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Messages from Music and the Spoken Word (2003)

This volume commemorates seventy-five years of broadcast excellence and recounts the history of the program and the lives of those individuals who have played principal roles in its production. With an introduction by Lloyd Newell and brief essays highlighting the history of the seven intervening decades, written by Stephen Wunderli, readers will be able to place the "spoken word" messages in their historical contexts.

  • Language English

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Description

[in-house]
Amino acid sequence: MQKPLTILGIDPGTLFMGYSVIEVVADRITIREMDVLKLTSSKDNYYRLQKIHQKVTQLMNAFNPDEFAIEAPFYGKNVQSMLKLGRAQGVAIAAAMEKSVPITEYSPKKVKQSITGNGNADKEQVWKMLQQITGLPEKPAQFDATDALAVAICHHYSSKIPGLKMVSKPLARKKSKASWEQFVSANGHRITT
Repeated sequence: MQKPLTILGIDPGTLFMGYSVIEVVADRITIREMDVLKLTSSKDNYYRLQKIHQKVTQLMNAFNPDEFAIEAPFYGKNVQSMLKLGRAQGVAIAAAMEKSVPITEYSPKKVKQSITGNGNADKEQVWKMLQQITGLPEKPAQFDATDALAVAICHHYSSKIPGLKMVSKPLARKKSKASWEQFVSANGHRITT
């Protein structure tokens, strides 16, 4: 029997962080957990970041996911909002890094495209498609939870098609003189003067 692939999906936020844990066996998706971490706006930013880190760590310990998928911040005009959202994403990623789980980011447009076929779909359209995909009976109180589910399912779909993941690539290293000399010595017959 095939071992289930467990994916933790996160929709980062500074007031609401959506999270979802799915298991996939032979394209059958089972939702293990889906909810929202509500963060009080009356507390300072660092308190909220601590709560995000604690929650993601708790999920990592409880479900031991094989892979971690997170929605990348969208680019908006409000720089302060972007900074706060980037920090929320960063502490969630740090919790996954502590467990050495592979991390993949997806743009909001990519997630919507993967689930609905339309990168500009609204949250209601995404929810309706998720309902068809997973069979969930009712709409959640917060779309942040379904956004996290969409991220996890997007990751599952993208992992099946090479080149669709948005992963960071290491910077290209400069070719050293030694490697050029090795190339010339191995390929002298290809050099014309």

On a hot summer afternoon, Monday, July, 15, 1929, using a borrowed microphone, the first broadcast of what would become known as Music and the Spoken Word originated from the Tabernacle on Temple Square in Salt Lake City, Utah. The lone microphone was suspended from the ceiling, above the Choir, and the announcer, nineteen-year-old Ted Kimball, climbed a ladder to speak into the microphone and announce the songs. From that humble beginning has come the oldest continuous network program in broadcast history—a program that is enjoyed weekly by millions of people worldwide. This volume commemorates those seventy-five years of broadcast excellence and recounts the history of the program and the lives of those individuals who have played principal roles in its production. With an introduction by Lloyd Newell and brief essays highlighting the history of the seven intervening decades, written by Stephen Wunderli, readers will be able to place the "spoken word" messages in their historical contexts. The centerpiece of the book is a sampling of more than 140 messages, chosen from among the more than 3,600 that have been given—brief, nondenominational reflections on a myriad of uplifting, encouraging, heartwarming, and inspirational topics. Music and the Spoken Word has been loved by generations of listeners, who have em-braced not only the music of the Mormon Tabernacle Choir but also the simple eloquence and uncommon wisdom so comfortably dispensed by the three men whose distinctive voices are inexorably associated with this American broadcasting treasure.